"The death of these dogs, at the very least, should illustrate how temperatures in excess of 40 degrees, combined with shining sun, can be just as dangerous to dogs and require just as much diligence as 40 below with biting wind," he wrote. Experienced Iditarod veterinarians say Robertia's observation is only slightly off.
Hot weather troublesome
Dogs actually have more of a problem with the heat than with the cold, and there is less a musher can do to deal with the former. Many Iditarod dogs are now bred with thin coats, specifically because of the problem of overheating even when running in the cold. Thin-coated dogs can be protected from 40-degrees-below temperatures with coats or blankets. There is no efficient way to cool dogs in the heat, unless you can find some place for them to take a swim.
The two dogs that died in the Tustumena were victims of pulmonary edema, but what caused that is not known. It can be linked to a number of problems with running in warm weather. Dogs only sweat through their feet, and otherwise cool themselves through their mouths, which is why they pant heavily when it’s warm.
What protects them in summer is that they are able to thermo-regulate their physiology to acclimatize to warm weather. Essentially they reset their internal thermostats to a lower level and thus compensate for heat, though even then "heatstroke is a commonly recognized syndrome," according to Auburn University veterinarians who have studied the subject.
Forty degree temperatures might not at first seem like a big problem for dogs, but the animals also acclimate to cold. Thus, Alaska sled dogs might find their bodies thermo-regulating for temperatures near zero. Asking a dog adjusted to life at zero to run at 40 degrees is like asking a dog adjusted to life at 60 degrees to run in 100-degree temperatures.
"The temperature at the start of the T200 was 36 degrees when the first team went out on the trail, " Robertia wrote, "but as the GPS (global positioning system) units the mushers all carried revealed, they spent a large portion of the race in temperatures that got as high as 43 degrees. This is extreme weather for dogs that spent the better part of the start of this winter in temperatures from 20 below to 40 below, depending on the part of the state in which the teams trained.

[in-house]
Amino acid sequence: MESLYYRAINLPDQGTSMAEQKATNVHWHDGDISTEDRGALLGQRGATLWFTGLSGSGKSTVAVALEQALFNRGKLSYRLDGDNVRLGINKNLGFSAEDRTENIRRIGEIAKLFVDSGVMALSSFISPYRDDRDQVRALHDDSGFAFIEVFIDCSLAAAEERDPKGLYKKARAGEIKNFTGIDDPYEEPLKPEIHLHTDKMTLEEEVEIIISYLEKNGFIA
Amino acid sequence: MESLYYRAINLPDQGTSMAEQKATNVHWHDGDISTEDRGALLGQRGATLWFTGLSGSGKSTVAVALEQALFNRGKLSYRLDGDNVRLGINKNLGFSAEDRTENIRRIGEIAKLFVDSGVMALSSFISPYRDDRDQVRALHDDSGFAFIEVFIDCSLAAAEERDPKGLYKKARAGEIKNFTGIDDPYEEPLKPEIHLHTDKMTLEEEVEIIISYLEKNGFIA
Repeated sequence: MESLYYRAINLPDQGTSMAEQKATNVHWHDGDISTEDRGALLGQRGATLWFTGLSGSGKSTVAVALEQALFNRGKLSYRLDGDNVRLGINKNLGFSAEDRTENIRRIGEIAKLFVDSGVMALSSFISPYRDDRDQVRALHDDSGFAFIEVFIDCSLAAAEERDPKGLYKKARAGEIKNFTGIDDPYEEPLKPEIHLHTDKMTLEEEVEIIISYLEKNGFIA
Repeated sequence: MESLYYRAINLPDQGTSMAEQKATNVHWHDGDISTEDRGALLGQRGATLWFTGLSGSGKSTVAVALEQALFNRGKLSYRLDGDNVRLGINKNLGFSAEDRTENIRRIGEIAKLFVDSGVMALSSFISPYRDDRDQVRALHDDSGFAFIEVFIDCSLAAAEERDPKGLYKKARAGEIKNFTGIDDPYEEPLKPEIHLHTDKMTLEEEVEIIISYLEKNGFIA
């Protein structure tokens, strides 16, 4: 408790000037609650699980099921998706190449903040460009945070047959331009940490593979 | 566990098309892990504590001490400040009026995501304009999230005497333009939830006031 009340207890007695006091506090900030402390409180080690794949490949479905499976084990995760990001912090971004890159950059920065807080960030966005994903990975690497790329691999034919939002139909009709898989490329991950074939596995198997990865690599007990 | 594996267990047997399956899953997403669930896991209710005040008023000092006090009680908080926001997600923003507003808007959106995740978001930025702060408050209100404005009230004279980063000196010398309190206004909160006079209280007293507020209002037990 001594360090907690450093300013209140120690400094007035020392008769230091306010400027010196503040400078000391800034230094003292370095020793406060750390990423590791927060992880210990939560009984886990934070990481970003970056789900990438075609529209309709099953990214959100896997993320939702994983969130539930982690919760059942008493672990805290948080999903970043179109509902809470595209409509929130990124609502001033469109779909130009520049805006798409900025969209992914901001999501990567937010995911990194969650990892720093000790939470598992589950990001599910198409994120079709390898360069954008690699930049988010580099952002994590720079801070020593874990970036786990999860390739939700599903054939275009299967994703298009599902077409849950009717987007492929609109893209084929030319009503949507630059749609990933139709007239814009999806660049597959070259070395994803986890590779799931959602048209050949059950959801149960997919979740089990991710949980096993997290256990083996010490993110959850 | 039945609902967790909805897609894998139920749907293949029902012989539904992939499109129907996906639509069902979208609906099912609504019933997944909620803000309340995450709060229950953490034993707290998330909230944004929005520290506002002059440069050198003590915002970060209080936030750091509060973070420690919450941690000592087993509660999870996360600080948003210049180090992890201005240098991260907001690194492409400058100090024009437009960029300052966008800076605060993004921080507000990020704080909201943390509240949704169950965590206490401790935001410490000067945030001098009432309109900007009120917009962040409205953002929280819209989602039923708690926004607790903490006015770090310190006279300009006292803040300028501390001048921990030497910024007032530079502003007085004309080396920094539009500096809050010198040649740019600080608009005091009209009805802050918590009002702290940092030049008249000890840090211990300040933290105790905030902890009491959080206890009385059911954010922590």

"Warm weather requires an entirely different race strategy. Mushers need to be vigilant with their hydration before, during and after each run, and look for signs of heat stress or dehydration during each run. They have to balance if the booties the dogs normally wear for foot protection are worth putting on for all or a part of each run, since the booties can also inhibit a dog’s cooling ability."
Robertia's observations drew a quick-and-angry response from Iditarod veteran Paul Gebhardt of Kasilof, one of the two mushers who suffered the loss of a dog.
"After reading this article, I would assume you should be a vet or some sort of dog care scholar!" Gebhardt posted online the day after the article appeared. "I have been taking care of animals for 56 years and am fully aware of the seriousness of the high temps for a dog team, and if you took the time or consideration to ask the mushers in question they would have told you that they took all the precautions you so critically suggested. Despite all efforts and good intentions dogs, other animals and even people still do die! And it is a very VERY sad thing when it happens. But armchair mushers who try to appoint themselves as a know-it-all do not help the situation."
The discussion did not end there. Several others (including the author of this commentary) entered the online forum at the Redoubt Reporter, and then four-time Iditarod champion Jeff King -- the third place finisher in the T200 -- lobbed a rhetorical grenade on his Facebook page.
"It seems to me a basic premise that all sled dog races should require that all teams entered, finish their race with all dogs alive when it's over," he wrote. Mushers and race fans have been going at it on his page ever since.
The Iditarod once had a rule that disqualified any musher who had a dog die. The rule didn't last long. It was first imposed in 1996. That same year, the race's only five-time champion -- Rick Swenson -- suffered the death of a dog. Swenson was then and remains a revered authority on dog care. An outspoken and sometimes-gruff character, he has been often been described by friends and those who know him well as a "stupid, old, dog-lover" who hides it behind a cloak of machismo.
Prior to 1996, he'd run 20 Iditarods without a dog death. When not racing, he worked with a variety of veterinarians at his kennel to study dog care. The dog that died went down after Swenson wrestled his team out of 3 feet of overflow water. He took his Iditarod disqualification as a personal insult and waged a battle to ditch the rule.
By 1998, it was gone. Since then, Swenson has run every Iditarod -- 15 in all -- without another dog death.
Case against musher hard to make
The rule calling for automatic disqualification was replaced by a rule saying mushers with dead dogs would be allowed to continue unless there was some evidence their actions contributed to the animal’s death. Most distance races in Alaska now have a similar rule. No one has been disqualified after a dog death, although some mushers have chosen to withdraw after losing dogs.